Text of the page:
Sunday 20 May 2018

Eugene McGee: Use of repressor Keegan draws intrigue as Rochford's charges go in search of a win worthy of All-Ireland champions

Eugene McGee

Eugene McGee

What do you think will be the most eagerly-awaited question for those watching in Croke Park or elsewhere regarding tomorrow's semi-final meeting of Tipperary and Mayo?

No, not which team will win and advance to play Kerry or Dublin, nor will it be the performance of the referee, as is often the case. What the fans will want to find out is the name of the unfortunate Tipperary player that Lee 'Rambo' Keegan will be allocated to 'target' in the big game.

Will it be star forward Michael Quinlivan, who would dwarf Keegan? Remember that did not worry the Westport man when confronted with Sean Cavanagh, one of the greatest players of the modern era.

Or maybe it will be Tipperary's most important player, midfielder Peter Acheson, a man of perpetual motion. Now that is someone Keegan would relish taming in his own inimitable way. Or what about Tipperary's Conor Sweeney, who scored 2-2 against Galway last time out? Wouldn't Keegan just love to get stuck in on him?

Big men or small men, it is all the same to Keegan as Dublin star Diarmuid Connolly will bear testament to.

Tipperary manager Liam Kearns will not know which of his players will be confronted by Keegan until the ball is thrown in, or maybe even some minutes after that.

How will Kearns have schooled his players to cope with the special qualities that Keegan has as a one-man repressor of opponents? We have to wait and see unless somebody in the Mayo inner circle opens their mouth in advance, which is rare nowadays.

Of course, there is always the possibility, remote perhaps, that some Tipperary player will destroy the Mayo dynamo and what an upset for the books that would be. But bitter experience teaches us all not to bet on that.

Tipperary have been the best thing in football this year. Having been decimated last autumn by emigration and hurling commitments, their cause seemed hopeless, but along came Kearns and he set about making the best of what he had available.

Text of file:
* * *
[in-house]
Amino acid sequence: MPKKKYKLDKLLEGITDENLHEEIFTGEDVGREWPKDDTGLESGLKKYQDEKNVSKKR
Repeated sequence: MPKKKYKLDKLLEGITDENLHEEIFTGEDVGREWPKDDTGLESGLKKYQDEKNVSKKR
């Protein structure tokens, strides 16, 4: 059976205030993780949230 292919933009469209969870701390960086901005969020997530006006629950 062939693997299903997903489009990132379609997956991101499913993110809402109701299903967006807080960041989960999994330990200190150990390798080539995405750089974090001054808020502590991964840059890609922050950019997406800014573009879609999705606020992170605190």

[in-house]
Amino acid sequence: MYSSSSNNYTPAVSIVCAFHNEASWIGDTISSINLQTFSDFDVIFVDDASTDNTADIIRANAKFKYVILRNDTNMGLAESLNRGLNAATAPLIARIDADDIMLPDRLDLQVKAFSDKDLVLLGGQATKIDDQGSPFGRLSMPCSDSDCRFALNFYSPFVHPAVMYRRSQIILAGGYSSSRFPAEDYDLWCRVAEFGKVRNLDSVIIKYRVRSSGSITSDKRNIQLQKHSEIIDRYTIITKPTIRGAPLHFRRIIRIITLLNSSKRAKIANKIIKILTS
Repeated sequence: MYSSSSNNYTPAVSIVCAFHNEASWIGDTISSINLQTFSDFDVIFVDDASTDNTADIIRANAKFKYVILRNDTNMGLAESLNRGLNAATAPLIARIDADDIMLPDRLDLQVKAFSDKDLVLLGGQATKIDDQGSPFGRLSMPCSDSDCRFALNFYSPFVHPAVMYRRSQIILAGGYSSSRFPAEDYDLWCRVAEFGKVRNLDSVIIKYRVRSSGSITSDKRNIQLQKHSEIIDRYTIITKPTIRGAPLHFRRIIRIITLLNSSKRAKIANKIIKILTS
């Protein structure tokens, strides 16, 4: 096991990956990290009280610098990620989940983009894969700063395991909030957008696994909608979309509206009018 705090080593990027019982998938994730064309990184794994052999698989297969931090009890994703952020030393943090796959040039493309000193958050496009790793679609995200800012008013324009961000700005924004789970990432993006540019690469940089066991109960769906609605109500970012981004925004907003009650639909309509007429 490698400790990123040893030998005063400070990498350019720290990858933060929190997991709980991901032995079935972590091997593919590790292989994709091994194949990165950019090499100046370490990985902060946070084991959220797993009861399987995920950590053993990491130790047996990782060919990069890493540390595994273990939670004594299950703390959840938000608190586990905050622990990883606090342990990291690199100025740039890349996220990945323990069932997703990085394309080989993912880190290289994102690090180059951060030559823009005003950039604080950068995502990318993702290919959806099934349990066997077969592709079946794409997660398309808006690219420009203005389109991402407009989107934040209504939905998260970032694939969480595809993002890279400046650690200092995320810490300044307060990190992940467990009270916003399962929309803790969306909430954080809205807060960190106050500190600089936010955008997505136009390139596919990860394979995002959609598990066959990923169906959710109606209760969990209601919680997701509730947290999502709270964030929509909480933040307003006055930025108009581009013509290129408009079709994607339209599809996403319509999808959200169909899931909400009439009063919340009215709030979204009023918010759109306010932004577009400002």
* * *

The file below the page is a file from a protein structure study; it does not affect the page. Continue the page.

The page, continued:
And what a success the Kerryman has made of the task as he and Tipp now stand on the brink of a place in the All-Ireland final.

Beating Cork in Munster for the first time since the 1940s was a massive boost and opened up horizons never before dreamed of in Tipperary football. Sure, they were well beaten by Kerry but they did not panic and worked their way back to smash a fancied Galway team.

What drew admiration nationally was the style and attitude of Tipp, as exemplified in beating Derry and Galway. The players played with freedom of expression and flamboyancy, in complete contrast to the horrible defensive style, laced with ridiculous over hand-passing that so many other counties, good and bad, are employing nowadays.

But of course, you don't get to All-Ireland finals and then win them based on sporting emotions. By this stage, after five years of failure at the highest-level, emotion must be running thin in Mayo.

Mayo fans and players probably feel a lack of ruthlessness has cost them over the years. Against Tyrone they did show an element of that but the poor quality of the Tyrone attack largely undermined that.

Read More: Tipperary underdogs aim to keep double dream alive

Everybody, including some of their own supporters, have been saying for the past two seasons that time is running out for the team and some are past their sell-by date.

This is a bit harsh because Mayo have remained in the top four for the last five years. Indeed, they have a record that has hardly been matched because in those five years, in finals or semi-finals, they have beaten two of the counties and drawn with the third that have won All-Irelands in those years; Dublin, Donegal and Kerry.

This is an extraordinary situation but of course it is of little satisfaction to Mayo people, even though they can say with justification that with even a 10pc swing in those five years they would probably have won a couple of All-Irelands.

Mayo will need to win this match by at least eight or nine points to retain credibility as regards winning the All-Ireland final.

I thought they had a bit of extra cutting edge and steel in overcoming Tyrone and even though it has always been said that they lack a couple of brilliant forwards, this year's attack looks better than most in recent years. But they need to score two or three goals as well.

Irish Independent

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